Before now it was a workout but the last three weeks it’s been this sort of emotional cleansing. I only told two of the instructors that my Dad died. I went to a class the day after he died and I told that instructor later in the week when I saw her again. I didn’t want them to treat me any differently or feel awkward if they didn’t know what to say.

I credit hot yoga with my ability to function and move forward step by step over the last few weeks.

I realized at one point that I don’t have pictures of my Dad around. I mean there were a couple, but mostly it’s pictures of the boys in our house. I went to Rite Aid to print a couple 8×10’s- one of him in his military dress uniform and one of our entire family. It was a disaster. First it stopped uploading with a usb cable, so I uploaded a second time, then in the middle of printing the printer stopped working and the staff had to replace the cartridge and paper, then it erased my order again…

I mean literally anything that could go wrong went wrong. Including my twin three year olds screaming and running around the store.

Yes we were that horrible family who everyone is wishing would leave. When the worker came over for maybe the fifth time(?!) my eyes welled up and I said, “Listen I’m just trying to print literally two pictures of my Dad who died two weeks ago. Could you just get it to work this time?”

She gave me two coupons so I paid one dollar for both pictures, and apologized profusely and said, “We’ve all been there honey,”.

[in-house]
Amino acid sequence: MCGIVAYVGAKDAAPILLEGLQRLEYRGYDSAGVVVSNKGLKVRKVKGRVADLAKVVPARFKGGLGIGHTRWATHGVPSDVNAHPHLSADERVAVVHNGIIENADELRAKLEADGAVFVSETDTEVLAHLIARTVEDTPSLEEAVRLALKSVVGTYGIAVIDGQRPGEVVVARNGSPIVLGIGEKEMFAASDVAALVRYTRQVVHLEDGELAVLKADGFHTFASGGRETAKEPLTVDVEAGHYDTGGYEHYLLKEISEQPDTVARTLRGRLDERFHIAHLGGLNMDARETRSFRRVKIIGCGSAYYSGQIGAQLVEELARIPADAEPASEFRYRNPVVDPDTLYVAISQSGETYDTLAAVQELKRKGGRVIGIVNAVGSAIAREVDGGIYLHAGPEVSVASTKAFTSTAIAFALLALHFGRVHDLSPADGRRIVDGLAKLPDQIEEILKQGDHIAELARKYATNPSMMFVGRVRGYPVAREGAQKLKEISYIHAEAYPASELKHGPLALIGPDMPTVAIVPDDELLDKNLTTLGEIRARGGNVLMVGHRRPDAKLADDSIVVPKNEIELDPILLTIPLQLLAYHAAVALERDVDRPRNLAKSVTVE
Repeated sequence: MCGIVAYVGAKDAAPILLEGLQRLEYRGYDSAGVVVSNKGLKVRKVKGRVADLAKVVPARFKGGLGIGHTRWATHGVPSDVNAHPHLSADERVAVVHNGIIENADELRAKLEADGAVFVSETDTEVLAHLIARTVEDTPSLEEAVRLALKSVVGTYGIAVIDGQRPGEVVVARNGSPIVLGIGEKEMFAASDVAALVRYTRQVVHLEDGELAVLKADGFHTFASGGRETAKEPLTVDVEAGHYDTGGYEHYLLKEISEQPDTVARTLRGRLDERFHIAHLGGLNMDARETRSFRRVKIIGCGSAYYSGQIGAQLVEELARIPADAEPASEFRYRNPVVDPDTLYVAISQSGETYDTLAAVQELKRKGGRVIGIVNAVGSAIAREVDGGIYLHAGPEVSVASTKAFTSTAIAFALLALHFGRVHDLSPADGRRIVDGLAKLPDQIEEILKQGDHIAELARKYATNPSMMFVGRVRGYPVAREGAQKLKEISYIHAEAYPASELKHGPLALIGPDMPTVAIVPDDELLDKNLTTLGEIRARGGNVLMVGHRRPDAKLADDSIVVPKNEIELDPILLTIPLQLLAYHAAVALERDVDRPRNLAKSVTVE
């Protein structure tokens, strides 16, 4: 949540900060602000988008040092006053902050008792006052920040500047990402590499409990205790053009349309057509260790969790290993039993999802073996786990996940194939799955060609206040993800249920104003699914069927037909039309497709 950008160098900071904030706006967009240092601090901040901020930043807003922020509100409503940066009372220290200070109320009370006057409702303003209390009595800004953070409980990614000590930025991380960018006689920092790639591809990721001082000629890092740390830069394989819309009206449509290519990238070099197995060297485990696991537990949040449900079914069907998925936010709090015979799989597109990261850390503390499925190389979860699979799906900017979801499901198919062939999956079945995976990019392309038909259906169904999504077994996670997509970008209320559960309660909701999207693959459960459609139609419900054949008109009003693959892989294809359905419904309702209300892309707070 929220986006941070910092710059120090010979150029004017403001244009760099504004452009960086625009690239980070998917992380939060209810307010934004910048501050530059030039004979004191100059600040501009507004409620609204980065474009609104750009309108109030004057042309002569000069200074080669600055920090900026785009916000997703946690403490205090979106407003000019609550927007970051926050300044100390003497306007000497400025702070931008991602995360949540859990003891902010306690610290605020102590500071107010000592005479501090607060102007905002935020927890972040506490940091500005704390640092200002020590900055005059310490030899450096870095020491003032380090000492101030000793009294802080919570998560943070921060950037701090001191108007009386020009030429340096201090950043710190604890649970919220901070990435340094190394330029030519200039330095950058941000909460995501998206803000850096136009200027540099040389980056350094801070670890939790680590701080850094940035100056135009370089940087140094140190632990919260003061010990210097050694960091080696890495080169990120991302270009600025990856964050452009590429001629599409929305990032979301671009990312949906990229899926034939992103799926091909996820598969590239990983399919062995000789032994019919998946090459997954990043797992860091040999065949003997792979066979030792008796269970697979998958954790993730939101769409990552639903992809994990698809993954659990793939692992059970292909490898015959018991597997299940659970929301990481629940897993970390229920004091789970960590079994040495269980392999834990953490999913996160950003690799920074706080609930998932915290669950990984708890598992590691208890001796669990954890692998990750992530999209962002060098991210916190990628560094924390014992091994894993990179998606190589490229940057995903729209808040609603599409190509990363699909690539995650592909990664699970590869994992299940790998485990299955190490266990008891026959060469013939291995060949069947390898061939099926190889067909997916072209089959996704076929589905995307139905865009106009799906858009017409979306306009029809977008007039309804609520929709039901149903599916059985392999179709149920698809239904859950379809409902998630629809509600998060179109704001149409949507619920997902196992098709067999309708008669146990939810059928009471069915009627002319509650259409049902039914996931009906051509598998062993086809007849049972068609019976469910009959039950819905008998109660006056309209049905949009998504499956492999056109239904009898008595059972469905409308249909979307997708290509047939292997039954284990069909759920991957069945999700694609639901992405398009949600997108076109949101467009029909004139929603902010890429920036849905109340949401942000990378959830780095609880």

It’s true. When I talk to some one who has lost a parent it’s very different from when I talk to some one who hasn’t. There’s an understanding among those of us in this horrible little club of kids who’ve lost their parents that it’s just awful and nothing can ever really prepare you for it.

Even when the dementia was setting in, he was still there, I still had a Dad. Now I’m Dad-less.

The pictures printed eventually and I framed them and hung them in my house. When I walked by one tonight carrying Jackson to bed, I said “Look baby, say good-night to our family, good night to Poppy and Grandma,” and then named off my sister and her wife and our niece. Everyone in the picture. He looked at me, and looked at the picture and then kissed my cheek and my eyes welled with tears as I walked him up the stairs.

It feels comforting to me to say goodnight to my dad still.

My yoga instructors often talk about transformation and how going into a pose you will not come out the person you were going in. Embracing the pain and sitting with the uncomfortable will teach you how to tolerate distress.

I certainly am not the same person I was three weeks ago. I am transformed. I feel like I’ve gone deep into the pose and am trying to work my way out of it. Some day I will.

When I see the picture of my Dad in his dress uniform I remember all the times I hugged him and laid my head against his chest and felt those buttons push into my head. I remember the scent of him.

I loved hugging my dad as a kid. It was safe and warm and there were many times I hugged him in uniform. The fatigues had a different smell and feel than the dress. I see him dressed for the military and all I think of are the hugs.




I’ve counseled people through grief. Acutely and in the moment when I worked in the emergency department. Then working in psychiatry I treat it sometimes years later. It is remarkable to me how many people have not properly grieved. But now that I am going through it I understand why. Grief sucks.

Acutely in some cases death is a “blessing” or a “relief”. In other cases it is a tragedy.

As I face my Nana’s death…even writing those words being tears to my eyes…I reflect on all the times in my life that I have truly grieved. They are, thankfully, few and far between. They include the deaths of my Grandpa, other Grandma, and the death of my cat. The other time I truly and deeply grieved was during my year of fertility treatments.